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Hecht Receives Distinguished Geneticist Award
Receipt of this award by Dr. Hecht appropriately recognizes her for her many, many contributions in the field of human genetics
The Texas Genetics Society has named Jacqueline Hecht, Ph.D., professor of pediatrics and vice chair of pediatric research at The University of Texas Medical School at Houston, recipient of the 2007 Barbara Bowman Distinguished Texas Geneticist Award.
Established in 1982, the award recognizes outstanding contributions to genetics in Texas and is named in honor of one of the founders of the Texas Genetics Society.
"I have had the unique opportunity to pursue a career that has been very exciting and very rewarding," Hecht said. "The practice of clinical genetics brings together two unique personality characteristics - a love of understanding differences and a need to communicate. I have been able to bring my skills as a genetic counselor into clinical practice and teaching and to start and direct the UT Genetic Counseling Program."
The UT Genetic Counseling Program is unique in Texas and has graduated 56 genetic counselors since its inception in 1989.
"This is a high honor recognizing your outstanding research and your inspirational leadership to all," said UT Health Science Center at Houston President James T. Willerson, M.D., in a congratulatory note. "The importance you place on communications with patients and their families sets a high standard for all of us in the health care professions."
The award-winner joins a very select group of previous honorees, including C. Thomas Caskey, M.D., director- and CEO-elect and chief operating officer of The Brown Foundation Institute of Molecular Medicine for the Prevention of Human Diseases at the UT Health Science Center at Houston.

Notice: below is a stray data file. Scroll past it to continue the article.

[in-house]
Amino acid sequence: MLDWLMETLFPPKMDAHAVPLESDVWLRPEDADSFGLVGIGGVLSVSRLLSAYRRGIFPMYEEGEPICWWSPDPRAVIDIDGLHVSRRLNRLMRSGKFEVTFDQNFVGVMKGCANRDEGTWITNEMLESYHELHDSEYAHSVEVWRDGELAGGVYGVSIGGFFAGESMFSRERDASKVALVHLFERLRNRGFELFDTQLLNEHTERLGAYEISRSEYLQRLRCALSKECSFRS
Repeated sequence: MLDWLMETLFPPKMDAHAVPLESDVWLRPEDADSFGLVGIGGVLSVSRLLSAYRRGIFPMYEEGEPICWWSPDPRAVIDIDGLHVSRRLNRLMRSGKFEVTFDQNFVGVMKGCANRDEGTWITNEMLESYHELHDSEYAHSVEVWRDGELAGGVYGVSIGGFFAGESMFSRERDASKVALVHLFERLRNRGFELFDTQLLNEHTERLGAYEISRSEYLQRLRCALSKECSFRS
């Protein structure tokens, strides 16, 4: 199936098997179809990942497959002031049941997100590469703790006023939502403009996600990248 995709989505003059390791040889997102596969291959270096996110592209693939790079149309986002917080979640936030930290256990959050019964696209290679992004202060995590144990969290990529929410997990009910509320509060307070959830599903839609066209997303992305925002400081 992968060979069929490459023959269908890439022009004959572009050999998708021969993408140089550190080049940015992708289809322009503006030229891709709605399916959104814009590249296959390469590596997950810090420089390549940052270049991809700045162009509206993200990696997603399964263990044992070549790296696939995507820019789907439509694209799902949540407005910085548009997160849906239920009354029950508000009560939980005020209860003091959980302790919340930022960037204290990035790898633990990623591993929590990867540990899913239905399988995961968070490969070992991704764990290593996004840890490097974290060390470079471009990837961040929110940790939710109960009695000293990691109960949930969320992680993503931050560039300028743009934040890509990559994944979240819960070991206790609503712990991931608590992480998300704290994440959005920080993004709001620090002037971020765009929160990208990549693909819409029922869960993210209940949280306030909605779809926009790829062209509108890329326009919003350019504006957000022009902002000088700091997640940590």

"Receipt of this award by Dr. Hecht appropriately recognizes her for her many, many contributions in the field of human genetics. It is well-deserved," said Hope Northrup, M.D., director of the Division of Medical Genetics in the Department of Pediatrics.
"Dr. Hecht's contributions have spanned multiple areas of human genetics from basic science discoveries to excellent clinical care to teaching the next generation of geneticists. She is truly a ‘triple threat' in the area of genetics. Those of us in the Medical Genetics Division of the Department of Pediatrics are so very proud of Dr. Hecht!" Northrup said.
Hecht and Northrup also hold appointments in the UT Graduate School of Biomedical Sciences at Houston.
"Dr. Hecht's contributions to the academic environment of the Department of Pediatrics and the Medical School are truly exceptional," added Giuseppe Colasurdo, M.D., chair of the Department of Pediatrics. "As a result, she now serves as vice chair of research in our department. This prestigious award reflects her national stature in the field of genetics."
Hecht's research interests include identifying the genes contributing to the development of two common birth defects - nonsyndromic cleft lip and palate and clubfoot - and one type of short stature. She recently received a $1.75 million grant from the National Institutes of Health to continue her studies of clubfoot, a congenital deformity that affects one of every 1,000 live births in the United States.
"This research will lead to a better understanding of the etiologies of these conditions, better recognition and perhaps therapies. This information leads us back to communication with the families and our ultimate goal of reducing the suffering associated with having a genetic condition," Hecht said.
Hecht will receive the award at the 34th annual meeting of the group in San Antonio in April, when she will make a presentation on her career and work.
By Darla Brown, Medical School
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